How 'do' QuickBooks Online and QuickBooks Desktop differ when it comes down to more than features and functionality? OK, I know you are thinking that is all that matters, but really, is it?
From an Application, and a Database, perspective the two programs are like 'night' and 'day'. While the fundamental purpose of both products is the same, they are both 'accounting software,' and the core purposes of both are the same, 'to record debits and credits', that is pretty much were the similarities end. From a purely technical standpoint they are drastically different.
One way to see these differences is to examine their respective safeguards and limitations; so let's look at the 'safeguards first'.
QBO-QBD Safeguard Comparison
Now let's contrast these safeguards with the 'limitations'. Again let's remember that we are talking about the two products in terms of a database perspective.
* - these areas (functionalities) are improving.
So let’s ignore QuickBooks Desktop and just look at a summary of the Safeguards and Limitations associated with QuickBooks Online:
* - these areas (functionalities) are improving.
The real basis for both these safeguards and limitations came as a result of the complete re-design of QuickBooks Online a few years ago in the project known as ‘Harmony’ (which was also the code-name for the ‘new’ QBO we know today.)
Intuit’s Harmony Project set out to create a platform built on cohesive design principles, frameworks and patterns. Functionally, the QuickBooks API provides a link to the open platform. In reality there are two APIs: Accounting and Payments. Developers can use either, or both, APIs depending on their needs.
The Accounting API is the core API for integrating with QuickBooks Online. Developers who want their app to access a customer's QuickBooks Online company, make use of the Accounting API. (All of the Apps listed in Intuit’s App center make use of the Accounting API.)
The Payments API is used for eCommerce functionality and credit-card processing, but it must be combined with the Accounting API if a developer is going to also link those transactions to QuickBooks Online.
The Accounting API is a set of coding components and web services that enable an app to securely connect to a QuickBooks Online company file. App users can connect to their QuickBooks Online company file from a QuickBooks Online API enabled app, sign in with their Intuit Account, and instantly have their QuickBooks Online data available to them.
It is the API that provides the safeguards' we admire in QBO, but also imposes the limitations that many user would prefer their 3rd party developers not be limited by. With that said, I must mention that several of the areas limited in terms of functionality within QBO are improving with regard to data accessibility.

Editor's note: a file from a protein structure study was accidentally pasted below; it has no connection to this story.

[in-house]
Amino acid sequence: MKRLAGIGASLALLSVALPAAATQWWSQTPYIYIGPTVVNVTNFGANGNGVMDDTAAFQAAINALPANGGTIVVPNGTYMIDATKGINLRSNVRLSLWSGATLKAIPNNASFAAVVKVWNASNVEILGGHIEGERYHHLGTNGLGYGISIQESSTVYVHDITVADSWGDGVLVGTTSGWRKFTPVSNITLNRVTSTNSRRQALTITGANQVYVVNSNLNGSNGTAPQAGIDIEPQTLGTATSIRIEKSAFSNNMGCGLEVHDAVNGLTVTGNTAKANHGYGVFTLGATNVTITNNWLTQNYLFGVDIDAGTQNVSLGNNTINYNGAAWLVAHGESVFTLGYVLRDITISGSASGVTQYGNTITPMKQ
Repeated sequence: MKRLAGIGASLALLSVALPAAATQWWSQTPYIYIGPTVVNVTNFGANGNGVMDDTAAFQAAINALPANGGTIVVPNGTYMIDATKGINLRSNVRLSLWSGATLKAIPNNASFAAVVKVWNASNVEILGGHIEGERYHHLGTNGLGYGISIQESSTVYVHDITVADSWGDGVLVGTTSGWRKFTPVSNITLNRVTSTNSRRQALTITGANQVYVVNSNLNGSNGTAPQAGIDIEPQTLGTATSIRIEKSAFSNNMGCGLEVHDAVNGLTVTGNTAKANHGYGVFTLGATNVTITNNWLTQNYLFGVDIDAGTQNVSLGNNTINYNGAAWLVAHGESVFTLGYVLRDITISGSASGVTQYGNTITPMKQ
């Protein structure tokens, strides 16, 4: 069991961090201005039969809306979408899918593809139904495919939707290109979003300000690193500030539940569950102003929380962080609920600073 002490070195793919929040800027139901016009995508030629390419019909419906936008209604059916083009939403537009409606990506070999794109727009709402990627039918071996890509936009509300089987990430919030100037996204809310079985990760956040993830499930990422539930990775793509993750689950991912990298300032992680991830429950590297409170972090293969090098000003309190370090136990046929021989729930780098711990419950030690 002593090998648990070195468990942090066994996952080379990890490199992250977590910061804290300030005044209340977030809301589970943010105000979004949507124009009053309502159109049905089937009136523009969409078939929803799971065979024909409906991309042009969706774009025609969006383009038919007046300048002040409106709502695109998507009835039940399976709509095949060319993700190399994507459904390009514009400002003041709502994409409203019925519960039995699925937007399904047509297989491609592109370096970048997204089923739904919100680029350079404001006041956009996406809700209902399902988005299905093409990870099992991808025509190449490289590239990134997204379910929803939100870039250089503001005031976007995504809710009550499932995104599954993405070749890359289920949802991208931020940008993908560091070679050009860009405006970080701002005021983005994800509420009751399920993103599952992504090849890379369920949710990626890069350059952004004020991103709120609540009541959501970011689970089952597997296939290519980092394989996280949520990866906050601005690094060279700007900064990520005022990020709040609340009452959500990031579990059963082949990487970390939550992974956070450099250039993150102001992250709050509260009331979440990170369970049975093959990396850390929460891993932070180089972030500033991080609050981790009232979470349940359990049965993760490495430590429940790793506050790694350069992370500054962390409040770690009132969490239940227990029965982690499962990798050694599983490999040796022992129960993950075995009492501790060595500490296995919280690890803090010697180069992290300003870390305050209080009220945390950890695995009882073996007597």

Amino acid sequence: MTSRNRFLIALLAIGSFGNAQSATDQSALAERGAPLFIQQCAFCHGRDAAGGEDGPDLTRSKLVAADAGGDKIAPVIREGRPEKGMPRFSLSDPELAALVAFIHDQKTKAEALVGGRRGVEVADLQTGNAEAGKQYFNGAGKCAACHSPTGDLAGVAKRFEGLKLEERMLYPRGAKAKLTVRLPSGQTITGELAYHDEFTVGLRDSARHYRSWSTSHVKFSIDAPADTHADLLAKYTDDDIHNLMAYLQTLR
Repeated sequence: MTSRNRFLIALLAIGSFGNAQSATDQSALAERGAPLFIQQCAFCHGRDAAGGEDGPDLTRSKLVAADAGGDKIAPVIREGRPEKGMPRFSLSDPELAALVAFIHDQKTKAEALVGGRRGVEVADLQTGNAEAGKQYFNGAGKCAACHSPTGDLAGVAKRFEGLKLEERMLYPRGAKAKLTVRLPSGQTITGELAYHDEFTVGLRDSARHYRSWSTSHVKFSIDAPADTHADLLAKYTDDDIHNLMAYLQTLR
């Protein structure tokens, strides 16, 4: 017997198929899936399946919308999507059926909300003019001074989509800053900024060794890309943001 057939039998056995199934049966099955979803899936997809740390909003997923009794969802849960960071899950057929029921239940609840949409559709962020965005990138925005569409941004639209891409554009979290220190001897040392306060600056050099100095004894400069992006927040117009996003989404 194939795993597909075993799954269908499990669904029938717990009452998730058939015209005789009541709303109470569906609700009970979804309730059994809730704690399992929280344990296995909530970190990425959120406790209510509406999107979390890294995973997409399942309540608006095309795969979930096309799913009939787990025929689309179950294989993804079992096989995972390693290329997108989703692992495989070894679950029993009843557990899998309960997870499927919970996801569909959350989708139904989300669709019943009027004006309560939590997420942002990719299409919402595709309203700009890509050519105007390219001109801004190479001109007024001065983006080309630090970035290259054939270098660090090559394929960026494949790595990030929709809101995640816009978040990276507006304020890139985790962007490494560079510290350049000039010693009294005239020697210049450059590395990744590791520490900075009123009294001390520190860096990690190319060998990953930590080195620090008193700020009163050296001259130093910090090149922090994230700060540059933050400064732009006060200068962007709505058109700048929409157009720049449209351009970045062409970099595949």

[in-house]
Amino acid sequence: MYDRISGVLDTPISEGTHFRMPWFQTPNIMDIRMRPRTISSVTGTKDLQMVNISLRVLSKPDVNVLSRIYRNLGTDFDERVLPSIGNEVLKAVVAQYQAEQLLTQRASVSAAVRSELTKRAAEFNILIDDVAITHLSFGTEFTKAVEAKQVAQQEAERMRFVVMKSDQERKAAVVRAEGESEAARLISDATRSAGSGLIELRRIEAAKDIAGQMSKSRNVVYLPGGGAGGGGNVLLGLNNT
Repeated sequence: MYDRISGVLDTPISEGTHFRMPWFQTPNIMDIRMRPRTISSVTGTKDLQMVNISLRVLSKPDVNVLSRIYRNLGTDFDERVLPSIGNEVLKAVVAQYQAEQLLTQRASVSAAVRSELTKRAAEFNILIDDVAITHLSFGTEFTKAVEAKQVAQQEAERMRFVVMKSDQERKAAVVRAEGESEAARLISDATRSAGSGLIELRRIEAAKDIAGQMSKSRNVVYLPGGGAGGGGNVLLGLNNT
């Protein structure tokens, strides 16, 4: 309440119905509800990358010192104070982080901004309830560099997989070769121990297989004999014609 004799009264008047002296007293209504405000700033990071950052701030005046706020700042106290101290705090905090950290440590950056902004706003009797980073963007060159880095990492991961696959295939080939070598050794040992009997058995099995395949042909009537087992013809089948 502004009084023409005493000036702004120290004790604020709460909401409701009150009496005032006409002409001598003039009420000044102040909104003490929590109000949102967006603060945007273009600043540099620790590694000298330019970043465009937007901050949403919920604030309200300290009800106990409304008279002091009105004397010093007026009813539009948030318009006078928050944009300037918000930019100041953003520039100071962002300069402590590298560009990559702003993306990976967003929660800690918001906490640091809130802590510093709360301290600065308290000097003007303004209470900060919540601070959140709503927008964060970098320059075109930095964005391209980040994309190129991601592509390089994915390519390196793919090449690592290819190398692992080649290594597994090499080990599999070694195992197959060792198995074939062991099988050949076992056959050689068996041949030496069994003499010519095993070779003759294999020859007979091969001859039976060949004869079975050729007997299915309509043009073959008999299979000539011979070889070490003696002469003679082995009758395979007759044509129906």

Without getting too deep into the API, let's get back to some of the ways that QuickBooks Online Differs from QuickBooks Desktop.
Desktop, while loved by millions, is what might be described as ‘clunky at best’; n so many ways it is a hodge-podge of 'application this code', and 'application that code', and 'database this' and 'database that.'
On the other hand, QuickBooks Online, as we now know it today, was completely re-designed a few years back, and it has been growing in leaps and bounds ever since, but always within the same platform design, because the platform was designed with functionality related growth in mind.
Additionally, the QuickBooks Online platform was built with the premise that outside developers should be able to easily establish Apps that could work with and extend QBO features.That is why much of the platform is open via the QBO API.
So let's look at some of the ways that QuickBooks Online differs from QuickBooks Desktop, 'deep down.' The graphic below shows differences in some of the various tables used in QuickBooks Online and QuickBooks Desktop.
QBO-QBD Design Differences
While the particulars of the specific tables are not really all that important, I would call your attention to the Table in the upper right corner of this graphic.
Now the fact that QuickBooks Desktop has more than 150 tables, and QuickBooks Online has only 83 tables, (at the time I prepared this graphic), shouldn't automatically be considered a ‘bad thing’. While we all recognize that QuickBooks Online does not contain all of the feature set of QuickBooks Desktop, one of the primary reasons that the number of tables can be lower in QuickBooks Online is because of the improved design as well as the list and table variations permitted in QuickBooks Online that are not possible within the database structure of QuickBooks Desktop.
These modernizations, of what we all loved best about the original QuickBooks desktop, in the New QuickBooks Online are changing ‘QuickBooks’ for the better.
If you would like to learn more about the 'under the hood' ways that QuickBooks Online differs from QuickBooks Desktop, you are just going to have to attend my Scaling New Heights course titled "QuickBooks Online Errors - Error Identification and Troubleshooting.". I look forward to seeing you in class.